8. Power Supply – A power supply changes normal household electricity into electricity that a computer can use.

  9. Sound Components – A sound card lets a computer play and record high quality sound.
    Central Processing Unit (CPU)

http://www.wccsonline.com/technology/site%20pics/technology%20parts/pc_parts.png

System unit


The system unit is the core of a computer system. Usually it's a rectangular box placed on or underneath your desk. Inside this box are many electronic components that process information. The most important of these components is the central processing unit (CPU), or microprocessor, which acts as the "brain" of your computer. Another component is random access memory (RAM), which temporarily stores information that the CPU uses while the computer is on. The information stored in RAM is erased when the computer is turned off.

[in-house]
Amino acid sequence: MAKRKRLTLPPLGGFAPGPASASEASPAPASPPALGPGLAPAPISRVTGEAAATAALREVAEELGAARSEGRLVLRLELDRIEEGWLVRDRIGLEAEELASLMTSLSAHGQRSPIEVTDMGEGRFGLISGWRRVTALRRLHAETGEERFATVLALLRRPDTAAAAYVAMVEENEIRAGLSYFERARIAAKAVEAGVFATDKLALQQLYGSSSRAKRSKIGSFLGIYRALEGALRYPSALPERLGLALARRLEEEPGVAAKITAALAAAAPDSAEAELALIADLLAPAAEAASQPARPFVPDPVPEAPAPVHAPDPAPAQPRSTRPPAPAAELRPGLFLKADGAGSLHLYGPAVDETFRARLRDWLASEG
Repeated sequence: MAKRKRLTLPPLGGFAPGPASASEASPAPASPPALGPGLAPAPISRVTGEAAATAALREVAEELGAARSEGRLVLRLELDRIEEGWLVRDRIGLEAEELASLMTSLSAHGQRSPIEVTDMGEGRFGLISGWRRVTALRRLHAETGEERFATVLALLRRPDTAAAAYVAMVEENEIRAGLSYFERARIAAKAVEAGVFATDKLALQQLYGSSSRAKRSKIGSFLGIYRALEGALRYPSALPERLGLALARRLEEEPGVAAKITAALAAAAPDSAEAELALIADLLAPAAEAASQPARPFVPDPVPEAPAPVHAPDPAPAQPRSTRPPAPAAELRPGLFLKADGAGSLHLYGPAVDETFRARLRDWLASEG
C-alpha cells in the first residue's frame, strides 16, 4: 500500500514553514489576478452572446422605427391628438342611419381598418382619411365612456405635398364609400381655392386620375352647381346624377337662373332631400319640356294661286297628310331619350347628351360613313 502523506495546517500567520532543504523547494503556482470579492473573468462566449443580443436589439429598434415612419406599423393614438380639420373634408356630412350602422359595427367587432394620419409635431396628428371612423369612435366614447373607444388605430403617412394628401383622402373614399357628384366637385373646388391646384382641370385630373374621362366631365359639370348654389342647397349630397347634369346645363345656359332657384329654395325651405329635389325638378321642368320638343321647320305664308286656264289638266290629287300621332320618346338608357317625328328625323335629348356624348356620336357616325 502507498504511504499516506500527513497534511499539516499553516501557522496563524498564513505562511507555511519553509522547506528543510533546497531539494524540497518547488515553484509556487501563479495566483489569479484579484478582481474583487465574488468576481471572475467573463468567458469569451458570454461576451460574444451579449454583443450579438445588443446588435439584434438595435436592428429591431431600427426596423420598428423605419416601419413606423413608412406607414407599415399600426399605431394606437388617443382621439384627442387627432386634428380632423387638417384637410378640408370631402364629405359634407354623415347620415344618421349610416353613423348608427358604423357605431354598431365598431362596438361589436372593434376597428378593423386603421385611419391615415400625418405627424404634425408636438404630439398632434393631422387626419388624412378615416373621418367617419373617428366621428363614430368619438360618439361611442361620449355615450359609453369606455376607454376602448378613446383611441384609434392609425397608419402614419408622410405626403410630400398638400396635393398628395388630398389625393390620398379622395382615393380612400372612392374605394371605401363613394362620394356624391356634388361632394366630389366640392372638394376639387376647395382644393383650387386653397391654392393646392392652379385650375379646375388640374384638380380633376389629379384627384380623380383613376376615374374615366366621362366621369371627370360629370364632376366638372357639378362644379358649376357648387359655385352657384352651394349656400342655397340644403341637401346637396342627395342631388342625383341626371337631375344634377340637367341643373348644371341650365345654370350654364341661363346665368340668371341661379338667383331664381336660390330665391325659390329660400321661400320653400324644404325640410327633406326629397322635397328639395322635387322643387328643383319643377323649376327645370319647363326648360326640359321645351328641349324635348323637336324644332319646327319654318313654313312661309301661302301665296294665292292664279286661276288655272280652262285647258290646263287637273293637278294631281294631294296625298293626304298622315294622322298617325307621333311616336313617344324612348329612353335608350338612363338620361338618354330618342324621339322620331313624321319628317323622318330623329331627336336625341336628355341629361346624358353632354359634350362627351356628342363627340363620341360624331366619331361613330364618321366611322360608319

Almost every other part of your computer connects to the system unit using cables. The cables plug into specific ports(openings), typically on the back of the system unit. Hardware that is not part of the system unit is sometimes called aperipheral device or device.

3. How computer process data and information.

Computer data processing is any process that uses a computer program to enter data and summarise, analyse or otherwise convert data into usable information. It involves recording, analysing, sorting, summarising, calculating, disseminating and storing data. Because data are most useful when well-presented and actually informative, data-processing systems are often referred to as information systems. Nevertheless, the terms are roughly synonymous, performing similar conversions; data-processing systems typically manipulate raw data into information, and likewise information systems typically take raw data as input to produce information as output.

Data processing may or may not be distinguished from data conversion, when the process is merely to convert data to another format, and does not involve any data manipulation.

Rosario C. Maramba

Information Technology

1.Discuss the following terms:

a. teaching is all about inspiring, engaging, and empowering our children and young people.It is about making a difference to future generations.